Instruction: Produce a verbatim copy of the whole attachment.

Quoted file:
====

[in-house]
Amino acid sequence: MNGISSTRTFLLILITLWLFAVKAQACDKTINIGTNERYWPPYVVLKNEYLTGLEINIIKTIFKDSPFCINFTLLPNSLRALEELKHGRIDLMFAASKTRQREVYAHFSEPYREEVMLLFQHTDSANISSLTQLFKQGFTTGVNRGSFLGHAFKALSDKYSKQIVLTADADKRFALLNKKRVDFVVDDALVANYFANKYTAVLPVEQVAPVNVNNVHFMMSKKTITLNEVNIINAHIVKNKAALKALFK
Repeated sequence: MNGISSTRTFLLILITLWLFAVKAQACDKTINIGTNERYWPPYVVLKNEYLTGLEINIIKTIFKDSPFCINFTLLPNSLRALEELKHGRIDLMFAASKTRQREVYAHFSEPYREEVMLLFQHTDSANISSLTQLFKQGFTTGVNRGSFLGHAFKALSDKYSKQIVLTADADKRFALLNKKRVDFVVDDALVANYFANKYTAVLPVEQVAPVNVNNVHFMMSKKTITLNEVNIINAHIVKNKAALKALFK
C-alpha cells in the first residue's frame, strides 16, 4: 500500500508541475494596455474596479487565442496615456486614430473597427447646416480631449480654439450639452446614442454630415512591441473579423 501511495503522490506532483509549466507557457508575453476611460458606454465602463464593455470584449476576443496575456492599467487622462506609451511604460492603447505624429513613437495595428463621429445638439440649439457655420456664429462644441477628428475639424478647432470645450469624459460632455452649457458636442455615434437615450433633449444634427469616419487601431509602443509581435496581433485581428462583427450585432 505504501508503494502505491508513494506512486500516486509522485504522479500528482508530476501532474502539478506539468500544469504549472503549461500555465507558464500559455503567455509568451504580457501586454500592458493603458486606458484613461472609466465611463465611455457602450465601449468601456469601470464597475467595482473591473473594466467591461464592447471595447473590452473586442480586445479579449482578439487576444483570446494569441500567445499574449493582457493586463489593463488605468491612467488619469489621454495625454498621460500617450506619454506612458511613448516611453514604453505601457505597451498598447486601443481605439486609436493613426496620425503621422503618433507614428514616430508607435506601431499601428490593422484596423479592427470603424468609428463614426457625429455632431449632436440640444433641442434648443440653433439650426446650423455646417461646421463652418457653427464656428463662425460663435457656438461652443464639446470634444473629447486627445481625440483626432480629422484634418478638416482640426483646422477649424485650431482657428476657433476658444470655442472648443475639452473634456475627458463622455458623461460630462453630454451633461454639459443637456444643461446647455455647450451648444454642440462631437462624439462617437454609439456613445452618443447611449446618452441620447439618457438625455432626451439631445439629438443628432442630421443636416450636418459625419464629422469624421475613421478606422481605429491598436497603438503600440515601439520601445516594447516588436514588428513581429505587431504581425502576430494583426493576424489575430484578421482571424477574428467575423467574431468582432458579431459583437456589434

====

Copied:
[in-house]
Amino acid sequence: MNGISSTRTFLLILITLWLFAVKAQACDKTINIGTNERYWPPYVVLKNEYLTGLEINIIKTIFKDSPFCINFTLLPNSLRALEELKHGRIDLMFAASKTRQREVYAHFSEPYREEVMLLFQHTDSANISSLTQLFKQGFTTGVNRGSFLGHAFKALSDKYSKQIVLTADADKRFALLNKKRVDFVVDDALVANYFANKYTAVLPVEQVAPVNVNNVHFMMSKKTITLNEVNIINAHIVKNKAALKALFK
Repeated sequence: MNGISSTRTFLLILITLWLFAVKAQACDKTINIGTNERYWPPYVVLKNEYLTGLEINIIKTIFKDSPFCINFTLLPNSLRALEELKHGRIDLMFAASKTRQREVYAHFSEPYREEVMLLFQHTDSANISSLTQLFKQGFTTGVNRGSFLGHAFKALSDKYSKQIVLTADADKRFALLNKKRVDFVVDDALVANYFANKYTAVLPVEQVAPVNVNNVHFMMSKKTITLNEVNIINAHIVKNKAALKALFK
C-alpha cells in the first residue's frame, strides 16, 4: 500500500508541475494596455474596479487565442496615456486614430473597427447646416480631449480654439450639452446614442454630415512591441473579423 501511495503522490506532483509549466507557457508575453476611460458606454465602463464593455470584449476576443496575456492599467487622462506609451511604460492603447505624429513613437495595428463621429445638439440649439457655420456664429462644441477628428475639424478647432470645450469624459460632455452649457458636442455615434437615450433633449444634427469616419487601431509602443509581435496581433485581428462583427450585432 505504501508503494502505491508513494506512486500516486509522485504522479500528482508530476501532474502539478506539468500544469504549472503549461500555465507558464500559455503567455509568451504580457501586454500592458493603458486606458484613461472609466465611463465611455457602450465601449468601456469601470464597475467595482473591473473594466467591461464592447471595447473590452473586442480586445479579449482578439487576444483570446494569441500567445499574449493582457493586463489593463488605468491612467488619469489621454495625454498621460500617450506619454506612458511613448516611453514604453505601457505597451498598447486601443481605439486609436493613426496620425503621422503618433507614428514616430508607435506601431499601428490593422484596423479592427470603424468609428463614426457625429455632431449632436440640444433641442434648443440653433439650426446650423455646417461646421463652418457653427464656428463662425460663435457656438461652443464639446470634444473629447486627445481625440483626432480629422484634418478638416482640426483646422477649424485650431482657428476657433476658444470655442472648443475639452473634456475627458463622455458623461460630462453630454451633461454639459443637456444643461446647455455647450451648444454642440462631437462624439462617437454609439456613445452618443447611449446618452441620447439618457438625455432626451439631445439629438443628432442630421443636416450636418459625419464629422469624421475613421478606422481605429491598436497603438503600440515601439520601445516594447516588436514588428513581429505587431504581425502576430494583426493576424489575430484578421482571424477574428467575423467574431468582432458579431459583437456589434